(B) Any aggrieved party with respect to the issues to be determined in a civil action under this Section may intervene as of right in that civil action.
    (C) In a civil action under this Section, if the court finds that a civil rights violation has occurred or is about to occur the court may grant as relief any relief which a court could grant with respect to such civil rights violation in a civil action under Section 10-102. Any relief so granted that would accrue to an aggrieved party in a civil action commenced by that aggrieved party under Section 10-102 shall also accrue to that aggrieved party in a civil action under this Section. If monetary relief is sought for the benefit of an aggrieved party who does not intervene in the civil action, the court shall not award such relief if that aggrieved party has not complied with discovery orders entered by the court.
(Source: P.A. 86-910.)

775 ILCS 5/10-104

    (775 ILCS 5/10-104)
    Sec. 10-104. Circuit Court Actions by the Illinois Attorney General.
    (A) Standing, venue, limitations on actions, preliminary investigations, notice, and Assurance of Voluntary Compliance.
        (1) Whenever the Illinois Attorney General has
    
reasonable cause to believe that any person or group of persons is engaged in a pattern and practice of discrimination prohibited by this Act, the Illinois Attorney General may commence a civil action in the name of the People of the State, as parens patriae on behalf of persons within the State to enforce the provisions of this Act in any appropriate circuit court. Venue for this civil action shall be determined under paragraph (6) of subsection (C) of Section 8-111. Such actions shall be commenced no later than 2 years after the occurrence or the termination of an alleged civil rights violation or the breach of a conciliation agreement or Assurance of Voluntary Compliance entered into under this Act, whichever occurs last, to obtain relief with respect to the alleged civil rights violation or breach.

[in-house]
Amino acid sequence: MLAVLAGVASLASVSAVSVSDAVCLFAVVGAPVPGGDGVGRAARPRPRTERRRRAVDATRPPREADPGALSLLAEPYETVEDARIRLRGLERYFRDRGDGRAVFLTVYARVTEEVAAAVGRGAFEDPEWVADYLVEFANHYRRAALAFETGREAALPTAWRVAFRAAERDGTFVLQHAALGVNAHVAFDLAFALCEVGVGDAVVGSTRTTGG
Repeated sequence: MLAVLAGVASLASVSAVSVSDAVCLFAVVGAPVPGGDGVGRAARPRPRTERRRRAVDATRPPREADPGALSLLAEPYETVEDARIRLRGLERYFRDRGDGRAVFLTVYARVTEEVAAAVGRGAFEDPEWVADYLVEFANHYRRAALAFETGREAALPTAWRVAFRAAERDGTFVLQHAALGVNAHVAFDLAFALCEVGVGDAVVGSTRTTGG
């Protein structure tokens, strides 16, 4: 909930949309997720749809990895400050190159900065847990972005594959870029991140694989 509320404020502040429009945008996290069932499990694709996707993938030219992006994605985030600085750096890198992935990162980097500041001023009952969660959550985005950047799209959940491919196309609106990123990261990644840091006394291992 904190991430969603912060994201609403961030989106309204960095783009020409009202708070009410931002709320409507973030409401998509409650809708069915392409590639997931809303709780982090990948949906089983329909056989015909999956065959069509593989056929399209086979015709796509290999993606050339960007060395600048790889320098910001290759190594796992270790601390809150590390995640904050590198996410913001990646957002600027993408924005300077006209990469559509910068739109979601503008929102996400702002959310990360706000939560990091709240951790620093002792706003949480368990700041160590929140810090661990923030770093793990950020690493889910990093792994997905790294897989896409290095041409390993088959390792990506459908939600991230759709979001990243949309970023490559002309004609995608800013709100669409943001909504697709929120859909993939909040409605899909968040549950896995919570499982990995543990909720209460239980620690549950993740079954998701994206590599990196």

(2) Prior to initiating a civil action, the Attorney
    
General shall conduct a preliminary investigation to determine whether there is reasonable cause to believe that any person or group of persons is engaged in a pattern and practice of discrimination declared unlawful by this Act and whether the dispute can be resolved without litigation. In conducting this investigation, the Attorney General may:
            (a) require the individual or entity to file a
        
statement or report in writing under oath or otherwise, as to all information the Attorney General may consider necessary;
            (b) examine under oath any person alleged to have
        
participated in or with knowledge of the alleged pattern and practice violation; or
            (c) issue subpoenas or conduct hearings in aid of
        
any investigation.
        (3) Service by the Attorney General of any notice
    
requiring a person to file a statement or report, or of a subpoena upon any person, shall be made:
            (a) personally by delivery of a duly executed